Right, but he isn't doing it all in his head because "he can" or "it is faster/better/more efficient" for him. He does it because there is no other choice. What separates him from most of us is that he is *capable* of doing something so hard and complicated as doing all the moves in his head. I have to believe that if he could take back moves that didn't work he could win the same games in 1/100th of the time even with all the false moves.

It is just that most humans need visual feedback to understand something. Another example is that the overwhelming majority of people can't just read a book on a new complicated subject and then know it. They must work it in a way that provides feedback.

But if you can hold everything in your head before you write a single line of code, then I must admit I am impressed. I just don't think this is the method to proclaim to people, because most of us are terribly inefficient at such a technique.

Andres said...


Regarding Kasparov, perhaps somebody reading this will remember the appropriate interview and let us know :).

I started writing code when I was 10. And what I noticed back then, was that I would get some idea that would require a few lines of code. Once I got the idea, it was a matter of writing it down because it had already coalesced.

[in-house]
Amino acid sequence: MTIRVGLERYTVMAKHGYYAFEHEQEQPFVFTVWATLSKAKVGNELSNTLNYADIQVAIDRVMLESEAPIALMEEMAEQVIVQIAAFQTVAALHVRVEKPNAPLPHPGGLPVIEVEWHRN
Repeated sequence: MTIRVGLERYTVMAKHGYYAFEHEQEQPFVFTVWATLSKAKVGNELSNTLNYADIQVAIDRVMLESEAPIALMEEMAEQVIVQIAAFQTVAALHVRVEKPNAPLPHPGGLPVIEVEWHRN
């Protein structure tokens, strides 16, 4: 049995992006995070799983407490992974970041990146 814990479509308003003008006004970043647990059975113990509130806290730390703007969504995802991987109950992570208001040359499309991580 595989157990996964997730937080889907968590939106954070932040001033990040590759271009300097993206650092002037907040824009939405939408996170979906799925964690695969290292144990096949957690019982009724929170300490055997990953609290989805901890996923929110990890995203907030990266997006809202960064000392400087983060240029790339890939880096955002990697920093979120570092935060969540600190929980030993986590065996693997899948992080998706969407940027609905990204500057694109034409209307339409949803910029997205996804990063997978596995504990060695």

After 21 years of taking advantage of this, sometimes I get the idea of a framework and it also coalesces into code... but now, unlike when I was younger, I wait longer before I write it down --- because I have observed that, with a bit of thought, I can refactor and do more interesting stuff with it. This is what I meant before when I wrote that I tend to write down only what is stable and doesn't change any further.

I do not think this should impress anybody. It took me many many years of practice to be able to take full advantage of it.

What I think, though, is that although the method is the same, what is different is the threshold that triggers one to write stuff down. For example, Mozart used to hold the whole opera in his head and write it down on the last day. Sometimes, the orchestra received sheet music written in ink that was not dry yet. On the other hand, Beethoven went around with a notebook in which he wrote a multitude of pieces of music, and he used to write numerous drafts before he considered his compositions ready.

Both Mozart and Beethoven were great composers, regardless of the particulars of how they worked.


Jason said...

Well it impresses me. I have always loved chess, but I just can't force myself to sit on my hands long enough to get so far in the move calculations. :)